The Incredibly High, Totally Justified Salaries of Silicon Valley Interns

Moneybox
A blog about business and economics.
July 8 2014 11:23 AM

The Incredibly High, Totally Justified Salaries of Silicon Valley Interns

138046913-sign-with-the-like-symbol-stands-in-front-of-the_1
Who doesn't like it when companies pay their interns fairly?

Photo by Justin Sullivan/Getty Images

Silicon Valley is a giant fjord flowing with cash, and like everyone else in the tech world, the interns are making out pretty well. Bloomberg is out today with a piece marveling at the competition for young coding talent that has companies like Facebook and LinkedIn recruiting high schoolers for their summer programs while handing out luxe perks (Microsoft booked Macklemore and Deadmau5 for a concert) along with big salaries.* Per Bloomberg:

It’s become standard for engineering interns to snag free housing, transportation and salaries of more than $6,000 a month, according to job-search site Glassdoor Inc. That compares with the $4,280 average monthly income for U.S. households in 2012, according to the U.S. Census Bureau. Of the top 10 companies paying the most for interns, all are technology companies except for Exxon Mobil Corp. Glassdoor said in February.
“It’s kind of insane that as a 19- or 20-year-old, you can make more than the U.S. average income in a summer,” said Daniel Tahara, 21, who interned at big data startup Hadapt Inc. last summer and mobile-security startup Lookout Inc. the year before. Tahara, who declined to say how much he was paid, started a job with online storage startup Dropbox Inc. this month.
Advertisement

Some might retch, but this is actually one of the happier stories about the tech industry’s labor practices. Essentially, it means hot companies are paying their interns like normal employees. Given how much time we spend worrying about unpaid interns, this seems like a good thing.

Here’s Bloomberg’s graph of Intern pay. Members of Twitter’s summer class might make $7,000 a month, which multiplied by 12 comes out to $84,000. Meanwhile, Glassdoor tells us Twitter software engineers make between $84,000 and $165,000 per year. Considering that many tech-industry interns are asked to deliver professional-caliber work, or close to it, that seems only fair. As a point of comparison, consider that the law firm Jones Day (and many others) pays its summer associates—who are, essentially, high-class interns—more than $13,000 a month, which basically matches an annual $160,000 paycheck. A summer law associate probably isn’t half as productive as a good software engineering intern.   

screen_shot_20140708_at_10.21.18_am

From a recruiting perspective, it’s also completely rational for companies to offer interns a preview of the kind of lifestyle they can expect if they one day take a permanent job at Google or Facebook. If that means high pay, massages, and an in-house laundry service, good for them.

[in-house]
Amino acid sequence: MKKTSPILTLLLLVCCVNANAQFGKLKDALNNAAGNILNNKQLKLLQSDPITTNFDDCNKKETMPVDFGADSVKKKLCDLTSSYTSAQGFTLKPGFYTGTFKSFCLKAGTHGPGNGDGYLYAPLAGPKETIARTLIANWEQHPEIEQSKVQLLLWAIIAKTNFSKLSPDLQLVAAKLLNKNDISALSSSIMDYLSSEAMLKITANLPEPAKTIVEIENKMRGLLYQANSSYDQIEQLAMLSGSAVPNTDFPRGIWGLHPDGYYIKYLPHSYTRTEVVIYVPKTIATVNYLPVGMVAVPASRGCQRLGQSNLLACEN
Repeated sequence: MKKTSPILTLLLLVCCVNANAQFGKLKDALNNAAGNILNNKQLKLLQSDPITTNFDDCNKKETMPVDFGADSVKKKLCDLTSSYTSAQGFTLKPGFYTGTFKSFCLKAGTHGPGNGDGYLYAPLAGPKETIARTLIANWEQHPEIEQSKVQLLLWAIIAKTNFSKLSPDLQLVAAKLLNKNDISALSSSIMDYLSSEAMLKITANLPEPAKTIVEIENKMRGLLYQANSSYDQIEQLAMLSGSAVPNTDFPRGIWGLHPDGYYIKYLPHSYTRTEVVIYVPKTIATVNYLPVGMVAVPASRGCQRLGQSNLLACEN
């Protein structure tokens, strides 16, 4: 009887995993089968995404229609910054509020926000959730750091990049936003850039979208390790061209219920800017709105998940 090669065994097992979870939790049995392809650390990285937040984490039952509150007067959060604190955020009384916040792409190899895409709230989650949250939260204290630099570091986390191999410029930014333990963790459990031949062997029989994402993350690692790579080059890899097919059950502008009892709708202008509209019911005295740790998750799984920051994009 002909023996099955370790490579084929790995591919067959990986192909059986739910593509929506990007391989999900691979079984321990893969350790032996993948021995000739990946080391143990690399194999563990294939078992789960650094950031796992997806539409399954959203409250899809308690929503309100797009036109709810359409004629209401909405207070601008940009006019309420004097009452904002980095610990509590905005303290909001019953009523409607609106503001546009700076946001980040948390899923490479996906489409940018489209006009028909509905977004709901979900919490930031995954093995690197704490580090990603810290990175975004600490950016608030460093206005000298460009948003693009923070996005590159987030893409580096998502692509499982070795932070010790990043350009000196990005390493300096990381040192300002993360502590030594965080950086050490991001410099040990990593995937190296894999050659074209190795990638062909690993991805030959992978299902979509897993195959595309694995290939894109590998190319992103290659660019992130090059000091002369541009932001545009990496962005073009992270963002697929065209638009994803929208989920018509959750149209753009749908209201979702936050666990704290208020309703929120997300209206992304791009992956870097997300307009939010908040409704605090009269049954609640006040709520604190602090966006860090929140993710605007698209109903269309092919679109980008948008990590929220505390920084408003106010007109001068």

*Correction, July 8, 2014: This post originally misspelled the name of performer Deadmau5.

Jordan Weissmann is Slate's senior business and economics correspondent.

TODAY IN SLATE

Culturebox

The Ebola Story

How our minds build narratives out of disaster.

The Budget Disaster That Completely Sabotaged the WHO’s Response to Ebola

PowerPoint Is the Worst, and Now It’s the Latest Way to Hack Into Your Computer

The Shooting Tragedies That Forged Canada’s Gun Politics

A Highly Unscientific Ranking of Crazy-Old German Beers

Education

Welcome to 13th Grade!

Some high schools are offering a fifth year. That’s a great idea.

Culturebox

The Actual World

“Mount Thoreau” and the naming of things in the wilderness.

Want Kids to Delay Sex? Let Planned Parenthood Teach Them Sex Ed.

Would You Trust Walmart to Provide Your Health Care? (You Should.)

  News & Politics
Politics
Oct. 22 2014 9:42 PM Landslide Landrieu Can the Louisiana Democrat use the powers of incumbency to save herself one more time?
  Business
Continuously Operating
Oct. 22 2014 2:38 PM Crack Open an Old One A highly unscientific evaluation of Germany’s oldest breweries.
  Life
Dear Prudence
Oct. 23 2014 6:00 AM Monster Kids from poorer neighborhoods keep coming to trick-or-treat in mine. Do I have to give them candy?
  Double X
The XX Factor
Oct. 22 2014 4:27 PM Three Ways Your Text Messages Change After You Get Married
  Slate Plus
Tv Club
Oct. 22 2014 5:27 PM The Slate Walking Dead Podcast A spoiler-filled discussion of Episodes 1 and 2.
  Arts
Culturebox
Oct. 22 2014 11:54 PM The Actual World “Mount Thoreau” and the naming of things in the wilderness.
  Technology
Future Tense
Oct. 22 2014 5:33 PM One More Reason Not to Use PowerPoint: It’s The Gateway for a Serious Windows Vulnerability
  Health & Science
Bad Astronomy
Oct. 23 2014 7:30 AM Our Solar System and Galaxy … Seen by an Astronaut
  Sports
Sports Nut
Oct. 20 2014 5:09 PM Keepaway, on Three. Ready—Break! On his record-breaking touchdown pass, Peyton Manning couldn’t even leave the celebration to chance.